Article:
I have written about the fact that no two days are the same. Yesterday was a day where I met with great people in various parts of the territory where I serve. A few observations:
God’s people are a wonderful blessing. Though they come in all sizes and ages, they live in cities, the country and every place in between. God’s people are resilient and they are faithful. They endure and keep moving forward.
Congregations experience seasons. Just as seasons change as the calendar progresses through the year so too do our churches experience seasons. There are growing seasons and seasons of darkness and shadows. Seasons of abundance and seasons of dryness.
It has become more clear to me in the position that I presently occupy what Jesus meant when he said that we are to “rejoice with those who rejoice and weep with those who weep. Yesterday I stopped by the town of Liberty Indiana and took a picture of the new building being constructed. The old building was taken down and a new one is rising from the vacant lot. This was a rejoice with those who rejoice moment.
Yesterday afternoon I participated in an installation service for a new pastor. Throughout this service, there was a spirit of rejoicing in the faithfulness of God. A new pastor automatically sets our thinking toward the endless possibilities of new beginnings. What might God want to do in and through us seems to be the unspoken feelings of the congregation and pastor! As a pastor, I had a front row seat to many new beginnings: wedding ceremonies, baptisms, and other new commitments. Reading the installation ritual gives me the same kind of a feeling, we are starting something new and the future seems bright.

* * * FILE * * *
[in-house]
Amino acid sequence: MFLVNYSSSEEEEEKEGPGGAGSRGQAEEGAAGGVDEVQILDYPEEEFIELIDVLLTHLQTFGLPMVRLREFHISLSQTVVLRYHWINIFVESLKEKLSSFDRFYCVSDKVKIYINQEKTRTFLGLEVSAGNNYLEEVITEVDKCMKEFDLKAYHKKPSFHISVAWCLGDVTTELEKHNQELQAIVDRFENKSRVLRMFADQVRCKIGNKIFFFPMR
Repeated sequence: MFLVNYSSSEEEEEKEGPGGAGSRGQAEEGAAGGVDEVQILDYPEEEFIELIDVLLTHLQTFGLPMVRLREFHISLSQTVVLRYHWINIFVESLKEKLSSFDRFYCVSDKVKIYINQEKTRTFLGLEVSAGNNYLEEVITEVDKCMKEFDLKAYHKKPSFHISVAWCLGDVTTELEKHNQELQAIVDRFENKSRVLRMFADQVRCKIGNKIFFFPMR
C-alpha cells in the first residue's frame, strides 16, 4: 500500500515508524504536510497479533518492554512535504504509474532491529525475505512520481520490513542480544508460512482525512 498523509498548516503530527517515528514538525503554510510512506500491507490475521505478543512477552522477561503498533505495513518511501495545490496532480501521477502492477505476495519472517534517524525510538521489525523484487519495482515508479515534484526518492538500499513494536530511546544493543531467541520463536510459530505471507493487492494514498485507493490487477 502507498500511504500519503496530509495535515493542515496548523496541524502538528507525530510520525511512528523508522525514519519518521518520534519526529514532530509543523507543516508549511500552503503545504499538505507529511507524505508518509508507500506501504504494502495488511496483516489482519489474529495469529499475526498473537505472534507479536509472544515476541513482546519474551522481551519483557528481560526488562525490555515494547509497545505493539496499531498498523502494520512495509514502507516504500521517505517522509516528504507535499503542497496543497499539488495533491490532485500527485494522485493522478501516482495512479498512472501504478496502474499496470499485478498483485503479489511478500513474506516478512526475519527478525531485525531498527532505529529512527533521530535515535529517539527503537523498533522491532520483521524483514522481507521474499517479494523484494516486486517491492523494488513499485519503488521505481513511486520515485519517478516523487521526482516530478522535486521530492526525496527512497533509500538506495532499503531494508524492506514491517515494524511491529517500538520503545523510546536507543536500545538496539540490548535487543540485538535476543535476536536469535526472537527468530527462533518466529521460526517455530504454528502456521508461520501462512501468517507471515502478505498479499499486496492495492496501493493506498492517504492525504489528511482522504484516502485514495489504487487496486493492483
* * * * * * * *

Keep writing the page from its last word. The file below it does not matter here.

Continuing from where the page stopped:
These two events were “rejoice with those rejoice” kinds of moments. I also had a “weep with those who weep” moment as well. After preaching in one of our local churches, I held a congregational meeting in which I communicated the dire situation that the church was facing. People who are involved in church love their church. They are vested and deeply involved in their local congregation. Many major life events and the history of their families are intertwined with that local church. The only way I can describe the times when I have had to inform congregations of the situation is like letting someone know that a loved one is very ill and may not make it.
The good news of the day was that we are still people who believe in miracles! A few times when I have delivered this news, something happened and the crisis was averted and today new life exists. Included in these kinds of stories is, in fact, the very town I stopped in and snapped a picture of the new building. There was a time when I wondered if this place was going to move ahead. They have grown and moved ahead and will be in a few months dedicating a new building. Regardless of where you are today. God is still in the miracle-working business.
Whether you have a need in your life, your family, your business or even the congregation where you attend, God “is an ever-present help in time of trouble.” “Rejoice in the Lord always, and again I say rejoice.” And then remember “weeping only lasts for the night, joy comes in the morning.”
God loves you and I do as well!